HomeDailySunday: The Structure of Revelation    


Sunday: The Structure of Revelation — 20 Comments

  1. Answer to the blue box question is to develop a relationship with Christ that we would rather die than mis on a daily basis. Have faith in God, a faith that is backed up by knowing God and believing in Him. This faith of ours is seen in our deeds and actions. This facilitates us to be born again, repenting, being forgiven, and growing in Christ, sharing Him with others.

  2. Life of Daniel taken from his home. Far away in a foreign country. No complaints.
    The Israelites forty years in the wilderness with the presence of God
    1 Corinthians 10
    Nor let us commit sexual immortality
    nor let us tempt Christ
    Nor complain
    How often I complain.
    How merciful he has been to me.
    We will be called to stand. We will be separated from each other.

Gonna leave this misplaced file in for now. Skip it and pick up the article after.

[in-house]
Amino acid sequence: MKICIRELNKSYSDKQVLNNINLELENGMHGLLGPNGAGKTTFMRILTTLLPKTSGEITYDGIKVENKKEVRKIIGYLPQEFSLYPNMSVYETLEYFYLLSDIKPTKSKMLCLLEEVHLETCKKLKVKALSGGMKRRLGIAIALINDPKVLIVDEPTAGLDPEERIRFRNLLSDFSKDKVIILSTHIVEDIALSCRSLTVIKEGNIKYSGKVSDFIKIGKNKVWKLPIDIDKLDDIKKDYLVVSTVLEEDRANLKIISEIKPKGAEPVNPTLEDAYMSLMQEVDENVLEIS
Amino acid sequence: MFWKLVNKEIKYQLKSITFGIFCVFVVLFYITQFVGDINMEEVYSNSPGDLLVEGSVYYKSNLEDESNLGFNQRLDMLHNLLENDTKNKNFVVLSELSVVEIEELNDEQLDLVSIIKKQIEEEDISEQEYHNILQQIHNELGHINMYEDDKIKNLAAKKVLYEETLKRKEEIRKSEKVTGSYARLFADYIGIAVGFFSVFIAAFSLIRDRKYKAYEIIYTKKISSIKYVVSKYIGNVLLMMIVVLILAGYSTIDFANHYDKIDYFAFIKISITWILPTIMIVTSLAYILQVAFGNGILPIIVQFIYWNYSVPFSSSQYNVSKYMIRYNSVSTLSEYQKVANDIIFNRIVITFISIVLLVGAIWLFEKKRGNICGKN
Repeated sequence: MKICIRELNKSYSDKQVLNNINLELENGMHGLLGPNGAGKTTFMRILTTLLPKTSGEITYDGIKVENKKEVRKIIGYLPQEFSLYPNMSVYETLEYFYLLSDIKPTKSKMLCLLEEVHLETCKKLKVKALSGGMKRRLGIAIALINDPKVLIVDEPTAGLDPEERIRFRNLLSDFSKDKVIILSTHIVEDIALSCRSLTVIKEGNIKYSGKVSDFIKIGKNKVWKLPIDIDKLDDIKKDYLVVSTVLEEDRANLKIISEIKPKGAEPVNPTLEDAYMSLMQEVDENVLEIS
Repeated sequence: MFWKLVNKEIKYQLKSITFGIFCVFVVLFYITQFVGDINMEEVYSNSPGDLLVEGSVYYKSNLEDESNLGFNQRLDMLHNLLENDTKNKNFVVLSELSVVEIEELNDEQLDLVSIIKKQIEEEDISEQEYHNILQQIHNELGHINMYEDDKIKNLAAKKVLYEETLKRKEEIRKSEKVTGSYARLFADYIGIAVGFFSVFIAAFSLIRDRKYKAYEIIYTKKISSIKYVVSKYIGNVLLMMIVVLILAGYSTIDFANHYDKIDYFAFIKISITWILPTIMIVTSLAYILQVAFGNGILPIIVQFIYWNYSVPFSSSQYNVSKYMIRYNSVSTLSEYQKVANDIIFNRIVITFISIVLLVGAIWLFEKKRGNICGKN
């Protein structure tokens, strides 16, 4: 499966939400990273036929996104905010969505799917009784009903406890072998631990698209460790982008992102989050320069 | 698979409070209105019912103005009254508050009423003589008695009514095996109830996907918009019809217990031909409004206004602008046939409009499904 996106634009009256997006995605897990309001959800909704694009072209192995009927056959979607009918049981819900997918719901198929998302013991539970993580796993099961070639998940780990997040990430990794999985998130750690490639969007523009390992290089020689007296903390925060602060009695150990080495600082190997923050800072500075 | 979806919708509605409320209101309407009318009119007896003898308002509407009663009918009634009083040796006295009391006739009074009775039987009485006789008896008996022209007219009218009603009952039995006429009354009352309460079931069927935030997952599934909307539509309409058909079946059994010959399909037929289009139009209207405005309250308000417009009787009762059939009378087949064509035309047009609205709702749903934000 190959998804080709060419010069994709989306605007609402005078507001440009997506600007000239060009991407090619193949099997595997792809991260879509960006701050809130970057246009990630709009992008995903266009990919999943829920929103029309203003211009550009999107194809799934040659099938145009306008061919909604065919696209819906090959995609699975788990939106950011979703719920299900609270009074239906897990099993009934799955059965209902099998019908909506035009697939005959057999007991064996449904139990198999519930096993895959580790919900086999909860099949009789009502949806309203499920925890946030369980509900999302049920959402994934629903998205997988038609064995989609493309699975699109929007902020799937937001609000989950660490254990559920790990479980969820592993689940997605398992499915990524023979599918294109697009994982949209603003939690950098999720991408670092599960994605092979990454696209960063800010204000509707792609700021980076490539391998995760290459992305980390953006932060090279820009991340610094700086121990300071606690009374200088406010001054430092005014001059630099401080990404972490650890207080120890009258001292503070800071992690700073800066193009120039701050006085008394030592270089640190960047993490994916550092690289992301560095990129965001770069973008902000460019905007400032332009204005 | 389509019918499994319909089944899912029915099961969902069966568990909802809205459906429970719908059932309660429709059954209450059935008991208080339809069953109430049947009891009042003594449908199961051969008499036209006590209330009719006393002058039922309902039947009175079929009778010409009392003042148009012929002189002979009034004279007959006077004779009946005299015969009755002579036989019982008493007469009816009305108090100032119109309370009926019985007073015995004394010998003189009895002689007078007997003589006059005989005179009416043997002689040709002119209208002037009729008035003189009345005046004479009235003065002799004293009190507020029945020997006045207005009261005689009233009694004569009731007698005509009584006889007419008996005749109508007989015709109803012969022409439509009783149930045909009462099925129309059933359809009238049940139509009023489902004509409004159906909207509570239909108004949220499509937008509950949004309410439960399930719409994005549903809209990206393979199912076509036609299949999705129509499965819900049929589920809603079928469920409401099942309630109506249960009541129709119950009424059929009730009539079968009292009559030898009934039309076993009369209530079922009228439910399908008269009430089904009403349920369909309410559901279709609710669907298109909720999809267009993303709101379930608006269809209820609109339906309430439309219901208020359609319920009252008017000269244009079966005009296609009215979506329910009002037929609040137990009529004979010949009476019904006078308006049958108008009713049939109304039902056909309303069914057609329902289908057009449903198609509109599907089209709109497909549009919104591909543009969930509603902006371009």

Romans 8:31-39

    Dare to be a Daniel,
    Dare to stand alone!
    Dare to have a purpose firm!
    Dare to make it known.

  3. "It has been said that one of the lessons we learn from history is that we never learn from history. The idea is that regardless of when they live, people keep making the same mistakes. With so much history behind us to learn from, how can we avoid making the same mistakes?"

    Maybe we can avoid the mistake of thinking that knowledge has any ability to create a new heart within us. Whatever "lessons" we might take from history, they are not capable of making any real change in our heart, which is naturally bent to self will, pride, envy, and everything else that is at odds with God.

    Perhaps the knowledge we need today is to know that without Christ we can do nothing - including, and especially, expecting that doctrine or any other knowledge (of prophesy, or even the deep mysteries of scripture) will prepare us to meet God face to face. Mankind, in general, has continued from the beginning of history to insist upon having our own way, without submitting our plans to God and being subject to His revealed will. The results repeat accordingly.

    • The answer is: "blessed is he that reads...and hears...and keeps those things which are written..."